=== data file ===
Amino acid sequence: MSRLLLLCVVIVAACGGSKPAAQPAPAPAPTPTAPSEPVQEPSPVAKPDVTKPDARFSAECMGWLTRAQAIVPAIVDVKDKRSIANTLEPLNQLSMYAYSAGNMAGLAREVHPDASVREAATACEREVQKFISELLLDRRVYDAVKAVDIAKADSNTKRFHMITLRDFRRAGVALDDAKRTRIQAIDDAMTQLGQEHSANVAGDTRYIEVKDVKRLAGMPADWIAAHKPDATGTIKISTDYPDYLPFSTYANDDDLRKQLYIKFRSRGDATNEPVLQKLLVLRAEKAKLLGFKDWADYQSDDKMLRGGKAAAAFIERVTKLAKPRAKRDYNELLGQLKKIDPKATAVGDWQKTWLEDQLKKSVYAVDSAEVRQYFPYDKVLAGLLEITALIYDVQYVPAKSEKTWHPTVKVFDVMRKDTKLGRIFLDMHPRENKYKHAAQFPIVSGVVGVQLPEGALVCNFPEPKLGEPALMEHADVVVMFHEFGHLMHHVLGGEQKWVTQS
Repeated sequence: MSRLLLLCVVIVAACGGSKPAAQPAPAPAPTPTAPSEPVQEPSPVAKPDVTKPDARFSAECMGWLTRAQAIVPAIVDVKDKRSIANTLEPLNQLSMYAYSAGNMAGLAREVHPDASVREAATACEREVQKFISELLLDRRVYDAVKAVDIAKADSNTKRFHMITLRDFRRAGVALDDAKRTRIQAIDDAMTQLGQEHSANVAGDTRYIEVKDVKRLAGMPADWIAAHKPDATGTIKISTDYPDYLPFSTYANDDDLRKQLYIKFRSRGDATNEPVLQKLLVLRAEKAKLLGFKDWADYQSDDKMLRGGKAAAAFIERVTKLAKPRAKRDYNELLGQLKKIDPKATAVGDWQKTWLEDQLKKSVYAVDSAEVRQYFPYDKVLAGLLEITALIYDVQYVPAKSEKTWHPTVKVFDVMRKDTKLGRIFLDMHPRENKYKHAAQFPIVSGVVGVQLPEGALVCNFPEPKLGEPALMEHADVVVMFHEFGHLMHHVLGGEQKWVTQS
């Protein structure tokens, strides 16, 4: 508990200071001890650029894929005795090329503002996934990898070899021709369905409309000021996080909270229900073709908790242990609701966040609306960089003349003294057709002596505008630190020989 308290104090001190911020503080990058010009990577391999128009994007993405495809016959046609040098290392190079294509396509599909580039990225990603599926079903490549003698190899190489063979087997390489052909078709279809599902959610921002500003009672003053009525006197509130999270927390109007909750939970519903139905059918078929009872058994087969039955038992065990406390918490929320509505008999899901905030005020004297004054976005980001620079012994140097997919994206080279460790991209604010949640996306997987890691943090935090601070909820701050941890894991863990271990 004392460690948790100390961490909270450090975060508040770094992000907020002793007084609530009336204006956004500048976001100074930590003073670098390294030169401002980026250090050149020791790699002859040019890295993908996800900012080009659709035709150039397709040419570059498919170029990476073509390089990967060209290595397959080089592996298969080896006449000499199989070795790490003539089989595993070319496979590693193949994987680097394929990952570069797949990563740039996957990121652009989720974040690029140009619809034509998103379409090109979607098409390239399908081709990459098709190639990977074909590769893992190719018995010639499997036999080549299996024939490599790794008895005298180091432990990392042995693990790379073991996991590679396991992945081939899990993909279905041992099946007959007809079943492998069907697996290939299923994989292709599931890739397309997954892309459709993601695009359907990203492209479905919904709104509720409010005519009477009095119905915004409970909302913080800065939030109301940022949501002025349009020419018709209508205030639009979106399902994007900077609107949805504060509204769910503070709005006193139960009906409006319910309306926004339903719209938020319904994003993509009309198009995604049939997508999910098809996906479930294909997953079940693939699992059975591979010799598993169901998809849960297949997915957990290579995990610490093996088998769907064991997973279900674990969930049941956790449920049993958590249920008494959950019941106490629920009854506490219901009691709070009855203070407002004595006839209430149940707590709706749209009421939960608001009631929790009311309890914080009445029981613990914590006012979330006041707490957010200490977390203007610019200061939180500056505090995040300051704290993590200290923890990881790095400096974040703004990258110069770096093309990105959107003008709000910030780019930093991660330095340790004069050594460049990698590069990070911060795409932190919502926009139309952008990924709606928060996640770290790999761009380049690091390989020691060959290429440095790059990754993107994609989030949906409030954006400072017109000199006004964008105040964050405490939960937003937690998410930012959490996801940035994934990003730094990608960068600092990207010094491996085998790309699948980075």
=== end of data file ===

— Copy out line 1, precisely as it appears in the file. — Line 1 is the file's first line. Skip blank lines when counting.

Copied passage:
Amino acid sequence: MSRLLLLCVVIVAACGGSKPAAQPAPAPAPTPTAPSEPVQEPSPVAKPDVTKPDARFSAECMGWLTRAQAIVPAIVDVKDKRSIANTLEPLNQLSMYAYSAGNMAGLAREVHPDASVREAATACEREVQKFISELLLDRRVYDAVKAVDIAKADSNTKRFHMITLRDFRRAGVALDDAKRTRIQAIDDAMTQLGQEHSANVAGDTRYIEVKDVKRLAGMPADWIAAHKPDATGTIKISTDYPDYLPFSTYANDDDLRKQLYIKFRSRGDATNEPVLQKLLVLRAEKAKLLGFKDWADYQSDDKMLRGGKAAAAFIERVTKLAKPRAKRDYNELLGQLKKIDPKATAVGDWQKTWLEDQLKKSVYAVDSAEVRQYFPYDKVLAGLLEITALIYDVQYVPAKSEKTWHPTVKVFDVMRKDTKLGRIFLDMHPRENKYKHAAQFPIVSGVVGVQLPEGALVCNFPEPKLGEPALMEHADVVVMFHEFGHLMHHVLGGEQKWVTQS